With restrictions on travel still in place, and the current spell of stunning weather, it’s easy to see why a quiet weekend not too far from home would be appealing
When a small band of visitors set up camp on a grassy area alongside Lees Mill Lane, residents who spotted them – reported to be a family with three young children – were more than happy to see people enjoying a relaxing weekend pottering around the River Colne.
Only when the group left did the locals see the devastation wrought by that innocent weekend trip.
Rather than packing away their belongings and disposing of rubbish properly, it seemed they had chosen to leave all their detritus in situ. Not just their empty bottles and food packets, but more or less everything. At least one tent (which they kindly flattened), a groundsheet, waterproofs, a parasol and a blanket. Of course, we can’t forget the barbecue, saucepans, frying pans and other paraphernalia; everything but the kitchen sink!
It’s difficult to imagine what kind of thought process someone goes through to think that this behaviour is acceptable. And of course, it wasn’t just the actions of one person, but a family. That family are teaching their young children that it is okay to leave their rubbish behind for someone else to pick up. And not only is it a black smudge on the natural beauty of the area, but it is also incredibly wasteful. Aside from the bottles and packets, everything else left behind could have been passed on to someone who needed them if they had been looked after and packed away properly.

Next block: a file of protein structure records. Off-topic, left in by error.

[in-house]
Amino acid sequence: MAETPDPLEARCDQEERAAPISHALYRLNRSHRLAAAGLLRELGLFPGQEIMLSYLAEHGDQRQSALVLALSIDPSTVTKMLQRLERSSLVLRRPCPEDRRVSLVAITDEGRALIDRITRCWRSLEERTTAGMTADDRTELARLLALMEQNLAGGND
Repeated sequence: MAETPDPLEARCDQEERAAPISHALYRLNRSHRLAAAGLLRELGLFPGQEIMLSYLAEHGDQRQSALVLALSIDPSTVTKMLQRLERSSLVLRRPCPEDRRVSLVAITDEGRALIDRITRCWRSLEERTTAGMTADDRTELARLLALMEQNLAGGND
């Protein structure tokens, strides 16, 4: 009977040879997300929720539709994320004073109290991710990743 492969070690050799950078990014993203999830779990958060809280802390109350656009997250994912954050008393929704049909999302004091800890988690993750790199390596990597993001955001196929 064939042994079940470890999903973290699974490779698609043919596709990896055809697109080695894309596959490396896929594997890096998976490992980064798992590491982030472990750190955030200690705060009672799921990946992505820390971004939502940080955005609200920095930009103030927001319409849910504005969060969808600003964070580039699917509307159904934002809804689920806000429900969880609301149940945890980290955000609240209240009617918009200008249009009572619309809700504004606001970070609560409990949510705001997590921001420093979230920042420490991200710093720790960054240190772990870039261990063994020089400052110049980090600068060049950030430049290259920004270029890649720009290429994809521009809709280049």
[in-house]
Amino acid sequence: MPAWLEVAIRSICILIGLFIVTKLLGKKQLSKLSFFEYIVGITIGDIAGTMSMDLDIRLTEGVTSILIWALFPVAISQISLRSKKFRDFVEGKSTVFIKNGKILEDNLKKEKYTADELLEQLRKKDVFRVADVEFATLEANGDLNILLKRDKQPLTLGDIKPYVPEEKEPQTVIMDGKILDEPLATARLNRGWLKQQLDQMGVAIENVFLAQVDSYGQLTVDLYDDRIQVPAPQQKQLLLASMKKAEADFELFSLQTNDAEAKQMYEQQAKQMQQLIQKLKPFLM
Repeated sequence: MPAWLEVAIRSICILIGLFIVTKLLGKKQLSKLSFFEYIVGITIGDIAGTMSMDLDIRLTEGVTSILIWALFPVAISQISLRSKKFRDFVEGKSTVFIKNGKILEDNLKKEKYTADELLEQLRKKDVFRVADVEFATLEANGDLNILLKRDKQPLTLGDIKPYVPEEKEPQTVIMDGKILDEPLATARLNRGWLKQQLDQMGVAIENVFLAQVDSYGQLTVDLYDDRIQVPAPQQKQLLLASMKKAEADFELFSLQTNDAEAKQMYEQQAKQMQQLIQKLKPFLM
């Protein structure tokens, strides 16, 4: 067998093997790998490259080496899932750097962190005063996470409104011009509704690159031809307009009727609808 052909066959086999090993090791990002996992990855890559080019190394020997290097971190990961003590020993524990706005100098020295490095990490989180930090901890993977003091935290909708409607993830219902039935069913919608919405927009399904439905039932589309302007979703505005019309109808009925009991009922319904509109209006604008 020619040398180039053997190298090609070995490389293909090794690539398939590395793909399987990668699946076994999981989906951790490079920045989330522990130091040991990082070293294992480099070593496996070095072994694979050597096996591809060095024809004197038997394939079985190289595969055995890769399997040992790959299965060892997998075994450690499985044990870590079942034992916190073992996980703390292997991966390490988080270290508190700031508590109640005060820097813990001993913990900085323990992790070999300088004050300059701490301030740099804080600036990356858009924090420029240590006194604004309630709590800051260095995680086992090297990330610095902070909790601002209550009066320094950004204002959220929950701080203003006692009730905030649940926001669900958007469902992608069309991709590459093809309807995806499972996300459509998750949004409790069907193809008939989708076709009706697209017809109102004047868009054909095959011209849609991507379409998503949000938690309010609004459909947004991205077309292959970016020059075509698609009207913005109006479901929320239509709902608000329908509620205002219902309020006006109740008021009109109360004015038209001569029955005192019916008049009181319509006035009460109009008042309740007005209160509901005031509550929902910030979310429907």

The presence of a barbecue at all is troubling, as fires are currently prohibited in many areas by order of West Yorkshire Fire and Rescue, who have imposed a Public Space Protection Order banning the use of barbecues and fires. We don’t need to look too far back into the archives to find out why.
When we were out picking litter with The Great Huddersfield Cleanup, it was clear that some litter is created due to apathy or absent-mindedness; a train ticket or face mask that fell out of a pocket, a cigarette butt thoughtlessly discarded. But it is clear that this act has been carried out by people who just do not care that someone else will have to come along and clean up after them.
Luckily for Linthwaite, the Pride in Linthwaite volunteers were onto it almost as soon as it was discovered, and the area returned to its natural state – albeit with a scorch mark from the campfire, which thankfully didn’t spread.
On a personal note, I find it troubling that this sort of behaviour is becoming the norm. We can’t let that spread any further. Challenge people when they litter. Let them know it is not okay. Young children in particular make excellent messengers when someone ahead of you drops a crisp packet on the floor. How innocent they sound when they rush up to the offender and say, “Excuse me, I think you dropped this!” It is a wonder to behold.
Here’s hoping that the fabulous Linthwaite volunteers aren’t going to have a similar cleanup job after every weekend.